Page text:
Minority groups falling through the cracks

Karen Slaughter, a staff lawyer with West Coast Prison Justice Society, shares Sapers' concerns. 

“There is a possibility for religious minority groups to fall into the cracks,” explains Slaughter. 

She adds that ethnic community groups are receiving more and more complaints from inmates about religious discrimination and this is concerning because these groups don’t have the funding or the resources to prepare litigations on behalf of individuals.

Slaughter says her organization has heard all kinds of religious complaints from Muslim, Jewish and Sikh inmates, however, never from Christians. 

“Religious minorities feel like second class citizens inside the prison system.”

“Religious minorities feel like second class citizens inside the prison system,” she says, pointing to a lack of education and resources as the main problem. 

Slaughter says correctional services are a giant bureaucratic machine and change can only come from the top. She hopes the new government will implement some of that change. 

For Sapers, the new government could improve a few things with the correctional service system. One of his concerns is that some religious groups provide support, counselling, guidance and reintegration services on a voluntary basis.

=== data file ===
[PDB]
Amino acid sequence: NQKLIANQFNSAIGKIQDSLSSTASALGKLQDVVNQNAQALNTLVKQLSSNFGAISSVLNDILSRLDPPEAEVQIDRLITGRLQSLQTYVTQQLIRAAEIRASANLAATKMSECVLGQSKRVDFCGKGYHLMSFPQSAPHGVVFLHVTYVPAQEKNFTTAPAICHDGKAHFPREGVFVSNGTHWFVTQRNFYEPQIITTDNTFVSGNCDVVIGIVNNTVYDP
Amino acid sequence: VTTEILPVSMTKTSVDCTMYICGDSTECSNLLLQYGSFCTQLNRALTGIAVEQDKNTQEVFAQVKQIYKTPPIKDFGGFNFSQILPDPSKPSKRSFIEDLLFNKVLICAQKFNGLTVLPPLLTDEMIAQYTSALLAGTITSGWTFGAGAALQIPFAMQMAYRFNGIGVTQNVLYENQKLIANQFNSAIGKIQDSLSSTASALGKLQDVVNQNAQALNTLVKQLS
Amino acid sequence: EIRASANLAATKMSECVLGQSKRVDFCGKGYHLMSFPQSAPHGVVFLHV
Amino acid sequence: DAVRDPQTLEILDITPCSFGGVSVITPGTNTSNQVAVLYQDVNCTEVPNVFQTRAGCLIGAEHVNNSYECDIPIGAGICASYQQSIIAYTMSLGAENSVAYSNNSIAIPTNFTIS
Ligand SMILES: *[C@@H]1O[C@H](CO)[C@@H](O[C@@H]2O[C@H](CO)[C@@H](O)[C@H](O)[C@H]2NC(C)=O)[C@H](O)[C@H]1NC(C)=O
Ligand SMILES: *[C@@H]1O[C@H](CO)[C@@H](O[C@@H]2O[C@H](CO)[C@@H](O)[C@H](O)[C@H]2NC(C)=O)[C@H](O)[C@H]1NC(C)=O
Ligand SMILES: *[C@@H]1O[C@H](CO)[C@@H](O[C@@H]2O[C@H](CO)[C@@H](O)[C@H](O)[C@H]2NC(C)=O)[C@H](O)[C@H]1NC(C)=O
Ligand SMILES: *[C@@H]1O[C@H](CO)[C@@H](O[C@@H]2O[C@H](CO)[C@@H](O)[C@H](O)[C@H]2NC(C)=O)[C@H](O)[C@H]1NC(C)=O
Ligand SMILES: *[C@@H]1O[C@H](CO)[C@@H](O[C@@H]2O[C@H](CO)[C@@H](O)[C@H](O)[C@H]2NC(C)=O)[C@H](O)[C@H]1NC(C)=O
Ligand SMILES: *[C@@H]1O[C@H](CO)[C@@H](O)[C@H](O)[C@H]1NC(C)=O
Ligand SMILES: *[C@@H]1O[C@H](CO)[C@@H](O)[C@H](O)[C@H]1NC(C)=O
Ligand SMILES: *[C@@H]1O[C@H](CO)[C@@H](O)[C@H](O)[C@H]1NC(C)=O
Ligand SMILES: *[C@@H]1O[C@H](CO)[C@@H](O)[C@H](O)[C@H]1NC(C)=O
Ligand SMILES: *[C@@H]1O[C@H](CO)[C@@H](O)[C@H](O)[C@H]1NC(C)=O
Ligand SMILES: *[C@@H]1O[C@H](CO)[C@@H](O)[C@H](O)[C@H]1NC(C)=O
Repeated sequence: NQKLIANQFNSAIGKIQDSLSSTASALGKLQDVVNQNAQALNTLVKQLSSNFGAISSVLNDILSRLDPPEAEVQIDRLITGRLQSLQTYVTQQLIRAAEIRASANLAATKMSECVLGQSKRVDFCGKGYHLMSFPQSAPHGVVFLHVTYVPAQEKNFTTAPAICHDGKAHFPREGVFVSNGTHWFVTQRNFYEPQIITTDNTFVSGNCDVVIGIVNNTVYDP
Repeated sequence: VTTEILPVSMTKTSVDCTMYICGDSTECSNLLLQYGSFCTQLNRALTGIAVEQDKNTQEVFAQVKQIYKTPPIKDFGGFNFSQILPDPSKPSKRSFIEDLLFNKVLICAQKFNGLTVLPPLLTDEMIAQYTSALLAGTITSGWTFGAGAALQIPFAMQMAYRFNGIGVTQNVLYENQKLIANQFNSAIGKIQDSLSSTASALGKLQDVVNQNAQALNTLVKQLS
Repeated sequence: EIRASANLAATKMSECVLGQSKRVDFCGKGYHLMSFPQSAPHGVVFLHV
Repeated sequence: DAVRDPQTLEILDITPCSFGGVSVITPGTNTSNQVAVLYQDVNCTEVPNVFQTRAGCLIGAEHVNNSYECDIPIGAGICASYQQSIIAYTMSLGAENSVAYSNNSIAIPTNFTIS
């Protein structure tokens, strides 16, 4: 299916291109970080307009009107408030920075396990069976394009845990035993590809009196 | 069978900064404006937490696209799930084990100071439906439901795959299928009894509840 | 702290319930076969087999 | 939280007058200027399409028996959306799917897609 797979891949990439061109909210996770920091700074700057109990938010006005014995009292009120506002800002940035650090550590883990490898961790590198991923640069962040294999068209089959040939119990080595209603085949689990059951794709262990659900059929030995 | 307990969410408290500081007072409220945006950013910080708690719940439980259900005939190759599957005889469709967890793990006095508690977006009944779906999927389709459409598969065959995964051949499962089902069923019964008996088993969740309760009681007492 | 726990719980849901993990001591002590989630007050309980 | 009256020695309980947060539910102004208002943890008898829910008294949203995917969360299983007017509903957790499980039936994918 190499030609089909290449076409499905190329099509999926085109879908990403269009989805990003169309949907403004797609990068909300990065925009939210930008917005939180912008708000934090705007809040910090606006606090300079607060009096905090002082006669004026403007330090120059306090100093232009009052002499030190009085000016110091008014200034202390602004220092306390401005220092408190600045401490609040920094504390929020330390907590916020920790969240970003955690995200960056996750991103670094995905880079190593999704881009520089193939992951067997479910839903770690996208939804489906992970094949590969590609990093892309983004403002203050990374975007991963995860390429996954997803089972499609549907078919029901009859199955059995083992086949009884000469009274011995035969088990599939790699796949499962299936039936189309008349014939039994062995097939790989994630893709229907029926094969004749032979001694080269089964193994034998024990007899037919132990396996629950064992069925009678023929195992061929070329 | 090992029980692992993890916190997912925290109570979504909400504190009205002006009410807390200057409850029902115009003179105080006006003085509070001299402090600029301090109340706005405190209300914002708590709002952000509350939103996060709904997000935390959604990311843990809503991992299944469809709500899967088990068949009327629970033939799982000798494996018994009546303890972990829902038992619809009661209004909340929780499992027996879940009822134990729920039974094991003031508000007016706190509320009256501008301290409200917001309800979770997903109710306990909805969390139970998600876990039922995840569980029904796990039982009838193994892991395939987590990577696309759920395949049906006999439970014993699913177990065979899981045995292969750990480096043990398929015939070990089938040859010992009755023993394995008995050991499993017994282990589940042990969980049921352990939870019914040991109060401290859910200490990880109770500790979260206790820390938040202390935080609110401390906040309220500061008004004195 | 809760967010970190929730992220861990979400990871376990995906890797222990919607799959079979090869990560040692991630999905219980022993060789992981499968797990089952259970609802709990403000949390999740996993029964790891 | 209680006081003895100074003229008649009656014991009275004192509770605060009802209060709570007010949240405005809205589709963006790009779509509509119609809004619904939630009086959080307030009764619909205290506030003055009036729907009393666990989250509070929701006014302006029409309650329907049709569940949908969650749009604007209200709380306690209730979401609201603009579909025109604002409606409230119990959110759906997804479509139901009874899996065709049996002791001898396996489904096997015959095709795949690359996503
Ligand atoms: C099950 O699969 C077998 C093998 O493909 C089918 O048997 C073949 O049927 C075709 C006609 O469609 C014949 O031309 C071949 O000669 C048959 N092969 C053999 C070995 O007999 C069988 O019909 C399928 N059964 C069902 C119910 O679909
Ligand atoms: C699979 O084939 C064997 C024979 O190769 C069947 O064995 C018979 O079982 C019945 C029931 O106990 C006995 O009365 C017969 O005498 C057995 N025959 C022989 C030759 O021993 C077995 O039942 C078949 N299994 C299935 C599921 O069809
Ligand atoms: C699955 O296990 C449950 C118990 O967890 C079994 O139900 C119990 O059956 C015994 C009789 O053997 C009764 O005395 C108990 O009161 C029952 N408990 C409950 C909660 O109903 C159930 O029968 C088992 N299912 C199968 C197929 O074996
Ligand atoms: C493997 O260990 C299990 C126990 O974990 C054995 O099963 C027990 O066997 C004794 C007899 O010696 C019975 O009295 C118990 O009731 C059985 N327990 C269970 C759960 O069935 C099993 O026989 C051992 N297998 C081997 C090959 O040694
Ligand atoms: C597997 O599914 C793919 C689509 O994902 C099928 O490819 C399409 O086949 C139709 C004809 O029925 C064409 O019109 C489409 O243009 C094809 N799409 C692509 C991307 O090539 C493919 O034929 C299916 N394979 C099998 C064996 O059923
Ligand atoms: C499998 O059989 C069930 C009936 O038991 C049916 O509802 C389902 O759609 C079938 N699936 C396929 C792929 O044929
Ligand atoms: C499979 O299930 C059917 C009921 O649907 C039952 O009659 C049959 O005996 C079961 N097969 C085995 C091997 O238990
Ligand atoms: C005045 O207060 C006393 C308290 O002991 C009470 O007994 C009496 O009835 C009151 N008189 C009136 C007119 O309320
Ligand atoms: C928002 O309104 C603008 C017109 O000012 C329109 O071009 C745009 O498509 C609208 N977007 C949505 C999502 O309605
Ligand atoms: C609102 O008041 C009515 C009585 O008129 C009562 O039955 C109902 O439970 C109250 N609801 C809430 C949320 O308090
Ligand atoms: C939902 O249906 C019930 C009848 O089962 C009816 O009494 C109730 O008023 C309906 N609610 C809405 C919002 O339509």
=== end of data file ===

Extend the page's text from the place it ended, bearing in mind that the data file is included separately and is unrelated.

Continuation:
“It is not entirely fair that some groups are paid for their services and others are [not],” says Sapers. 

He also called on the government to do an external review to ensure that the terms of the contract with private company, Kairos Pneuma Chaplaincy Inc., which provides the services is inclusive enough, so no one feels excluded. In April 2016, this contract will be taken over by Bridges of Canada Chaplaincy.

Religion's role in rehabilitation 

Mubin Shaikh, an expert on radicalization and extremism, urges the government to improve the situation because without proper religious direction individuals could be more prone to radicalization, as seen in Europe. A religious practitioner without proper guidance “is like driving a car without brakes,” he says. 

A religious practitioner without proper guidance “is like driving a car without brakes.”

Yasin Dwyer, a former federal correctional imam, says that the situation in the prisons is “delicate.” He worked for over 12 years in the federal prison system until last year he renounced in protest to the Conservative government’s decision to privatize the chaplaincy services at all prisons. 

According to Dwyer, chaplaincy services are important because they provide a positive environment for prisoners to express themselves and can help prisoners in rehabilitation. 

The imam explains that one of the most important aspects of religion is that it allows inmates to connect with the community through volunteers. 

“The prison has walls, but [these] walls are [imaginary] because these prisoners are part of our community,” says Dwyer. 

This is important as 90 per cent of prisoners in the system will eventually return to society, Dwyer says. It is also why he stresses the need for the new government to take the role of minority religious communities in the prison system seriously. 

As Dwyer notes, “Prisoners need a community to come back [to].”

Video produced & edited by Daniel Leon Rodriquez for New Canadian Media.

This content was developed exclusively for New Canadian Media and can be re-published with appropriate attribution. For syndication rights, please write to publisher@newcanadianmedia.ca